The QUAD alliance could soon be a reality as India is prepared to allow Australia to join the annual trilateral Malabar naval exercise involving India-Japan-USA. With Australia joining in, this could cement the QUAD alliance which Beijing considers as an anti-China grouping.
The latest decision to allow Australia to be a part of exercise comes at the heels of Chinese aggression in Ladakh, South China Sea (SCS) and the Strait of Taiwan. According to experts, the arrival of Australia could re-activate the Quadrilateral Alliance (QUAD) between Australia-India-Japan-USA.
Defence officials speaking to The Hindu said that while a decision to on whether to extend the invitation is expected “soon”, it was unlikely to be announced during today’s “virtual summit” between Prime Minister Narendra Modi and his Australian counterpart Scott Morrison.
The summit will focus on cooperation in the Indo-Pacific region and strengthening of defence ties between New Delhi and Canberra. The long-pending Mutual Logistics Support Agreement (MLSA) is also likely to be concluded as part of the measures to elevate the strategic partnership.
The signing of MLSA would allow reciprocal use of each other’s military bases in exchange for fuel and provisions to simplify logistical support and improve operational turnaround. New Delhi and Canberra have been working on finalising the MLSA since last year but the deal could not go through due to unavoidable circumstances such as COVID-19.
In a bid to solidify their Indo-Pacific friendship, both countries are also working on a maritime cooperation agreement with an emphasis on Maritime Domain Awareness (MDA). Such an agreement makes sense as they share common military platforms.
If India does formally invite Australia, it could reshape the Indo-Pacific region. As reported by EurAsian Times earlier, QUAD was an informal security dialogue established to counter growing Chinese influence in the Indian and Pacific Ocean. Although never formalised, the group could not work since China issued all four partners a demarche after it was announced.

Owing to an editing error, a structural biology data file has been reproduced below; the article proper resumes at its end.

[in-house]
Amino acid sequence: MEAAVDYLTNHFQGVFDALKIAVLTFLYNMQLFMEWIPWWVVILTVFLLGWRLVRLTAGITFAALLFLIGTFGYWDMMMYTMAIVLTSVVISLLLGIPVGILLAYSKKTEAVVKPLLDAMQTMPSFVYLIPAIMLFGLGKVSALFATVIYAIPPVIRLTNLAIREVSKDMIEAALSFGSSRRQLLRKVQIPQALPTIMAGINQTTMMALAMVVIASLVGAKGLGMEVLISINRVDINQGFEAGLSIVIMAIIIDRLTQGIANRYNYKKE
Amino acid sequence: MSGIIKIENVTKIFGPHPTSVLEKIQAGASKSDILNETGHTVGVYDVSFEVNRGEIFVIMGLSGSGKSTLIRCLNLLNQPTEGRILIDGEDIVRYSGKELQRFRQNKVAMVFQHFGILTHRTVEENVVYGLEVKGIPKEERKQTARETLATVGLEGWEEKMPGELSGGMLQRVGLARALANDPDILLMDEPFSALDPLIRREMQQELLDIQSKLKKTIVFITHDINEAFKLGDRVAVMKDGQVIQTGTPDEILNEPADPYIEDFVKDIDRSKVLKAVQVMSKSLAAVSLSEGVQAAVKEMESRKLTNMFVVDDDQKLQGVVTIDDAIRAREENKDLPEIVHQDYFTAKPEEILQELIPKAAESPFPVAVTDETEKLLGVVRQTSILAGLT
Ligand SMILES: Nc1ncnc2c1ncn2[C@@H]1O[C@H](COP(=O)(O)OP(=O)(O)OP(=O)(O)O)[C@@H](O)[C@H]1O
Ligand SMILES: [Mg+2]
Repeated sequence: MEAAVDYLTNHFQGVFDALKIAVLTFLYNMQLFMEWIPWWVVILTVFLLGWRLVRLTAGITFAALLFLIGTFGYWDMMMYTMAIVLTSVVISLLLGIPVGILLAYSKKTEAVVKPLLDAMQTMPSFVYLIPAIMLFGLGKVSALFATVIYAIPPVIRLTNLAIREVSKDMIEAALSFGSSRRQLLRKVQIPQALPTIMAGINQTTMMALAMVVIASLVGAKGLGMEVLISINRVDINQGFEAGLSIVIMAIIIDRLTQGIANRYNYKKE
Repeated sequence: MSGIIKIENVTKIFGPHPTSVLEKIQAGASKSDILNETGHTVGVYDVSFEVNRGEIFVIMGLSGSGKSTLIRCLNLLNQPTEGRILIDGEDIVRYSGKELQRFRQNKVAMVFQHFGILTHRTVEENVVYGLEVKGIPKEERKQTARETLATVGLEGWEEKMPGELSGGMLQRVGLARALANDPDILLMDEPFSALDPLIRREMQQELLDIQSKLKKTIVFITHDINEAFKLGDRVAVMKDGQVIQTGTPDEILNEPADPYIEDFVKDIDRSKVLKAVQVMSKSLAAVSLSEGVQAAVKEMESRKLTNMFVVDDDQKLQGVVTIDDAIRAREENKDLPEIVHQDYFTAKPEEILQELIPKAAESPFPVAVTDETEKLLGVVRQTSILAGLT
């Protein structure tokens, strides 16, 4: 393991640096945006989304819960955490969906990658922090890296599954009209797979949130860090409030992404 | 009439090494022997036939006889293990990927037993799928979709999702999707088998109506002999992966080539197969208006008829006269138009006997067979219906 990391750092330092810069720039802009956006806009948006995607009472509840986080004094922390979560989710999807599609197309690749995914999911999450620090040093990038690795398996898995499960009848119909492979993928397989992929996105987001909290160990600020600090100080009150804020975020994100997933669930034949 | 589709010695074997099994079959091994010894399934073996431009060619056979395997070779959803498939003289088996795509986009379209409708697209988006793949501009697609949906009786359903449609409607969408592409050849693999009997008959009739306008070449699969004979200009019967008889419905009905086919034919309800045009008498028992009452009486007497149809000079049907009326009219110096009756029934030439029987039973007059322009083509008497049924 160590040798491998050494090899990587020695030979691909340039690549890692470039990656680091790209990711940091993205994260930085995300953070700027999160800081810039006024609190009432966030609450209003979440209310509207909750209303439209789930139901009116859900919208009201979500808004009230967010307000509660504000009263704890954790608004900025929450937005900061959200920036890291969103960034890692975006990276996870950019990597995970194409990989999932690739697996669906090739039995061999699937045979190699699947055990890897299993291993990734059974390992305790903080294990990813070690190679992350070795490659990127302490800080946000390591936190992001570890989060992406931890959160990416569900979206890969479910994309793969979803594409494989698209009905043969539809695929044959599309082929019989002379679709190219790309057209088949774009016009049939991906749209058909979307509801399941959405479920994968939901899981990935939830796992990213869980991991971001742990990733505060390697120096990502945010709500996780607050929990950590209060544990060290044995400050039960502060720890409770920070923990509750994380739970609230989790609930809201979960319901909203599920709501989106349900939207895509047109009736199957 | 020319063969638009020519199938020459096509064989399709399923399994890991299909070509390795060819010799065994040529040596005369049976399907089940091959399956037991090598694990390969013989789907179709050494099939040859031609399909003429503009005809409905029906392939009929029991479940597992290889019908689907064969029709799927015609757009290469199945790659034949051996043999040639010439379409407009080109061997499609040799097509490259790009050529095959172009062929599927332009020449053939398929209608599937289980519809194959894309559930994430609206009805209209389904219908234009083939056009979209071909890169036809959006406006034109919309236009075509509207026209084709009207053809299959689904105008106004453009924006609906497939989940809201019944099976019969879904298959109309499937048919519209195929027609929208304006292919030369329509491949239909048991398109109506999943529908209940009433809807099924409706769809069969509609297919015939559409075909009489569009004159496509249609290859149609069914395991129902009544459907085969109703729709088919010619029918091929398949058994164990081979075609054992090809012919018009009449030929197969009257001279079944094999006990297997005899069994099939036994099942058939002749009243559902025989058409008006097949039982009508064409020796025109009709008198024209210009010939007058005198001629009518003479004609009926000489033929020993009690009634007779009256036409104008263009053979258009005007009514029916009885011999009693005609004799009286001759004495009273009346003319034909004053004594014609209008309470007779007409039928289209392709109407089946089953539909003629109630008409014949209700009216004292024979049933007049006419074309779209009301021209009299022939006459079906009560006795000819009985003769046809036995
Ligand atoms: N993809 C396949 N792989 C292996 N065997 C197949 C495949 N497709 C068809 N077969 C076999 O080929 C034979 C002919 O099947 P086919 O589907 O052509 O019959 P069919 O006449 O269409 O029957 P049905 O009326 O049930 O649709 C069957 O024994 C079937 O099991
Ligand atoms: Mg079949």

Experts at EurAsian Times believe that India’s decision to allow Australia to participate at Malabar 2020 could lead to a re-activation of the QUAD. Since member countries were earlier hesitant to get on the wrong side of Beijing, QUAD did not really take-off. The last time Australia participated in the naval drill was in 2007 along with Singapore.
Australia did requests to India to join the Malabar drill in the past but New Delhi rejected it in a bid to not strain its ties with China. However, the recent India-China tensions at the Line of Actual Control in Ladakh may have brought more flexibility to the decision-making process.
Japan and the US are unlikely to oppose Canberra’s inclusion in the exercise since Chinese aggression in the India and Pacific Ocean have only increased. Since the outbreak of COVID-19, China has made provocative moves to test the response of neighbouring countries and allies in the SCS, India Ocean region and the Strait of Taiwan.
Malabar 2020 will be held in Japan in either July or August. The exercise started in 1992 between New Delhi and Washington and was expanded to include Tokyo in 2015. The arrival of Canberra will be a welcome break and would suggest the growing seriousness and synergy among four key Indo-Pacific powers and re-activation of QUAD.